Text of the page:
Jeff Kohnstamm '84 & Vincent Kitirattragarn '06, ME '07
Jeff Kohnstamm '84
Six thousand feet up on Oregon’s Mount Hood, Jeff Kohnstamm is surrounded by history—both his family’s and that of the American Northwest. Kohnstamm is president of Timberline Lodge, a hotel and ski area built in the Thirties under the Works Progress Administration. The lodge, made of local timber and stone, was dedicated by President Franklin Roosevelt in 1937.
Now a national historic landmark, Timberline is owned by the U.S. government, administered by the Forest Service, and leased by Kohnstamm's family firm, RLK & Company. The Hotelie grew up at Timberline and is the second generation to run the business; his father helped save the then-closed lodge from demolition in the Fifties. Kohnstamm, who has three children, hopes to pass its management on to a third generation someday. "The cool thing about working in the hospitality business is that it's different every day," observes Kohnstamm, whose firm also operates a nearby brewpub and condo resort. "We try to expect the unexpected."
After working elsewhere in the hospitality industry, Kohnstamm took over management of the lodge in 1992. The seventy-one-room property plays host not only to skiers and snowboarders—who can hit the trails year-round— but to climbers, mountain bikers, wedding parties, and more. Many of the lodge's guests return year after year. "The culture, history, and location of Timberline are neat," Kohnstamm says, "but the most rewarding part is seeing people who have created family memories and traditions."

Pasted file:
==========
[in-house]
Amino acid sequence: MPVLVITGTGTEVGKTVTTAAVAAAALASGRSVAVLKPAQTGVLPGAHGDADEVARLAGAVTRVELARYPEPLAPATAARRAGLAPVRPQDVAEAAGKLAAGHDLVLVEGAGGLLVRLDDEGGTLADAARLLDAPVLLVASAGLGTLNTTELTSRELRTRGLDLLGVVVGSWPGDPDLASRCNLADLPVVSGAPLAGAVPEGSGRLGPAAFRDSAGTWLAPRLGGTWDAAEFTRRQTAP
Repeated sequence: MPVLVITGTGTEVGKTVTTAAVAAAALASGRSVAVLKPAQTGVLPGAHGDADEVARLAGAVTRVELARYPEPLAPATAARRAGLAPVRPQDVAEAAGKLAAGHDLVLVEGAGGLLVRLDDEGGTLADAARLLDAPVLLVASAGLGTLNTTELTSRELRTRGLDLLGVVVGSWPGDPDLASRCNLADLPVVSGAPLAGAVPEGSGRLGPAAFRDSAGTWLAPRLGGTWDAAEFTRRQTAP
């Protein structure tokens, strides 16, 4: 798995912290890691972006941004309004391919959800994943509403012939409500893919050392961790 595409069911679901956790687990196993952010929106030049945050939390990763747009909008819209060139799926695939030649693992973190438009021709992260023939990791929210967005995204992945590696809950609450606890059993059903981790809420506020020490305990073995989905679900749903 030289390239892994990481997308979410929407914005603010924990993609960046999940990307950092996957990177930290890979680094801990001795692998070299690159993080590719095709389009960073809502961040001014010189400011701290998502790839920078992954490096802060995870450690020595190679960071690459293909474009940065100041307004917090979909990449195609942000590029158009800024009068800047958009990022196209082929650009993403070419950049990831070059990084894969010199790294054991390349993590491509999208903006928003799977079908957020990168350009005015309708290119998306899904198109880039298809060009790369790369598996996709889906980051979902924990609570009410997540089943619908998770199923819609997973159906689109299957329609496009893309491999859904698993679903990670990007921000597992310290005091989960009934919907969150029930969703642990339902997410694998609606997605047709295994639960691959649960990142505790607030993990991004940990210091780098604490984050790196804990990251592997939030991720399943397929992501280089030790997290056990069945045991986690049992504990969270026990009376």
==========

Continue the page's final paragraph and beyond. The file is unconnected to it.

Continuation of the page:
Cuckoo for Coco Chips
Vincent Kitirattragarn '06, ME '07
The first thing you notice is the texture—you bite down and it crunches," says coconut chip entrepreneur Vincent Kitirattragarn. "Then a sweet smokiness permeates your mouth." Kitirattragarn is the founder of California-based Dang Foods, which produces coconut chips sold in more than 500 stores nationwide. The lightly sweet chips can be used as a dessert topping, baked into pastries, or—Kitirattragarn's favorite—eaten right out of the bag.
Kitirattragarn's parents were born in Thailand, where coconut chips are a common snack. Dang's coconuts are sourced there, then sliced, soaked in syrup, and slow-baked at a low temperature. "You have to take out all the moisture to get that crunch that so many people like," Kitirattragarn says. The product has just three ingredients—coconut, sugar, and salt—though Kitirattragarn is experimenting with new flavors, such as salted caramel.
The former biological and environmental engineering major worked in sustainability for the City of New York before moving to San Francisco, where he sold home-cooked Thai food at farmers' markets. While snacking on toasted coconut—an ingredient in his mother's lettuce wraps—he realized that the chips weren't well known in the U.S. "It's a unique taste profile," says Kitirattragarn, who launched his business in summer 2012. He chose the name "Dang" for two reasons. Not only is it named after his mother, he says, but it describes the reaction he aims for when people taste his chips: "Dang, that's good!"